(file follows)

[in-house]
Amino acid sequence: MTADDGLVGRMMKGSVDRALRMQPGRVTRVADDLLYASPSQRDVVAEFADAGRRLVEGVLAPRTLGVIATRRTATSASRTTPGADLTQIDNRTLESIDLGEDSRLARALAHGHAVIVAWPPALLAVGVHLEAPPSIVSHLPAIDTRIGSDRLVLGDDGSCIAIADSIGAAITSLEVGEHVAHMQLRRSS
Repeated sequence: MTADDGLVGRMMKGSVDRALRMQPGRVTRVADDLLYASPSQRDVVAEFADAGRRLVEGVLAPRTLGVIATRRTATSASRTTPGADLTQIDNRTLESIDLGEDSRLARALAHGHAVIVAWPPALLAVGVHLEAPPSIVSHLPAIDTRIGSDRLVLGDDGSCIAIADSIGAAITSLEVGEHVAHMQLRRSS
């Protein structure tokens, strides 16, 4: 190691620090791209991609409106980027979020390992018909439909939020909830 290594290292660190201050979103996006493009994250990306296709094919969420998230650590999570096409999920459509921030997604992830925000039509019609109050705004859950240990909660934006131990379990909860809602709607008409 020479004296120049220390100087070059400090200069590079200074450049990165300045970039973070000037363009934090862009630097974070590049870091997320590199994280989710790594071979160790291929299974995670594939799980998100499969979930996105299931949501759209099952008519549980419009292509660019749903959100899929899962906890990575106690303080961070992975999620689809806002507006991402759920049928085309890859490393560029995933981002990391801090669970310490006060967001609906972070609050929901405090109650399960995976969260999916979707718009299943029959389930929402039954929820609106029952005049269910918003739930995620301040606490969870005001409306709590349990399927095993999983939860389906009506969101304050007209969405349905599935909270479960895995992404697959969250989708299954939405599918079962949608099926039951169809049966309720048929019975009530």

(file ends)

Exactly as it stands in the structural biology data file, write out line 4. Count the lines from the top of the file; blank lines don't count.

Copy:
């Protein structure tokens, strides 16, 4: 190691620090791209991609409106980027979020390992018909439909939020909830 290594290292660190201050979103996006493009994250990306296709094919969420998230650590999570096409999920459509921030997604992830925000039509019609109050705004859950240990909660934006131990379990909860809602709607008409 020479004296120049220390100087070059400090200069590079200074450049990165300045970039973070000037363009934090862009630097974070590049870091997320590199994280989710790594071979160790291929299974995670594939799980998100499969979930996105299931949501759209099952008519549980419009292509660019749903959100899929899962906890990575106690303080961070992975999620689809806002507006991402759920049928085309890859490393560029995933981002990391801090669970310490006060967001609906972070609050929901405090109650399960995976969260999916979707718009299943029959389930929402039954929820609106029952005049269910918003739930995620301040606490969870005001409306709590349990399927095993999983939860389906009506969101304050007209969405349905599935909270479960895995992404697959969250989708299954939405599918079962949608099926039951169809049966309720048929019975009530």